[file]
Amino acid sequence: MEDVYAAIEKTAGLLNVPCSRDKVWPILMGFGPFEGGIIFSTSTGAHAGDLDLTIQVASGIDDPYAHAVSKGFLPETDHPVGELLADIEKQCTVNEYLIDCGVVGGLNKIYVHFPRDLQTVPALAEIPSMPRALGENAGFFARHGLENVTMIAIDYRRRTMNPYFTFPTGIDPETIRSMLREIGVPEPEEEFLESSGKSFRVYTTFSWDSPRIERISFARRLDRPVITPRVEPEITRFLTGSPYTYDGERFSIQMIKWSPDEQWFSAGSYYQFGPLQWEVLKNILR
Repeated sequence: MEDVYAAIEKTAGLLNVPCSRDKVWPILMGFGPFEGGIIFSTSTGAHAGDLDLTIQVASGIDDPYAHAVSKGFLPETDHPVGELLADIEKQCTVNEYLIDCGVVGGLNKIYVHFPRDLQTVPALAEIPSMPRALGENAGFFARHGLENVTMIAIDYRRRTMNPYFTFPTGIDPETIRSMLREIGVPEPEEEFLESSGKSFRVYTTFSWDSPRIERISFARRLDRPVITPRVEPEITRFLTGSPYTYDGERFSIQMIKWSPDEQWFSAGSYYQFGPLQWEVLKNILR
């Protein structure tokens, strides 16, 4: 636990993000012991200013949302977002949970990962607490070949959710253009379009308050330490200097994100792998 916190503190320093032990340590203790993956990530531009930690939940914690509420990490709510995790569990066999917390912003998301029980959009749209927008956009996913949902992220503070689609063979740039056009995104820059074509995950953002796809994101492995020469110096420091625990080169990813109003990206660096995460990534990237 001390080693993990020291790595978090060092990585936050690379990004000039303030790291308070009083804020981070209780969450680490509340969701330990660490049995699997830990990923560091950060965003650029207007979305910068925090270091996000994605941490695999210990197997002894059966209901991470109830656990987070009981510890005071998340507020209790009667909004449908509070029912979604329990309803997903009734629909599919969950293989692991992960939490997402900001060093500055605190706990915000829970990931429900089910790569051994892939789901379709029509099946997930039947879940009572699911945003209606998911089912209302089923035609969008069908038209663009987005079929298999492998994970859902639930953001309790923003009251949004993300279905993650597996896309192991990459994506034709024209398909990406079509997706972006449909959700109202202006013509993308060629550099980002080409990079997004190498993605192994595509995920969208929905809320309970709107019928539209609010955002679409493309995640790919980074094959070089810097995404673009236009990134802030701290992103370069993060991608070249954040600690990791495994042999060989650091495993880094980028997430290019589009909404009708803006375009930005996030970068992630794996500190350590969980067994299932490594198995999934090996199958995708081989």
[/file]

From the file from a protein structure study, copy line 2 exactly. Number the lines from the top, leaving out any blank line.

Repeated sequence: MEDVYAAIEKTAGLLNVPCSRDKVWPILMGFGPFEGGIIFSTSTGAHAGDLDLTIQVASGIDDPYAHAVSKGFLPETDHPVGELLADIEKQCTVNEYLIDCGVVGGLNKIYVHFPRDLQTVPALAEIPSMPRALGENAGFFARHGLENVTMIAIDYRRRTMNPYFTFPTGIDPETIRSMLREIGVPEPEEEFLESSGKSFRVYTTFSWDSPRIERISFARRLDRPVITPRVEPEITRFLTGSPYTYDGERFSIQMIKWSPDEQWFSAGSYYQFGPLQWEVLKNILR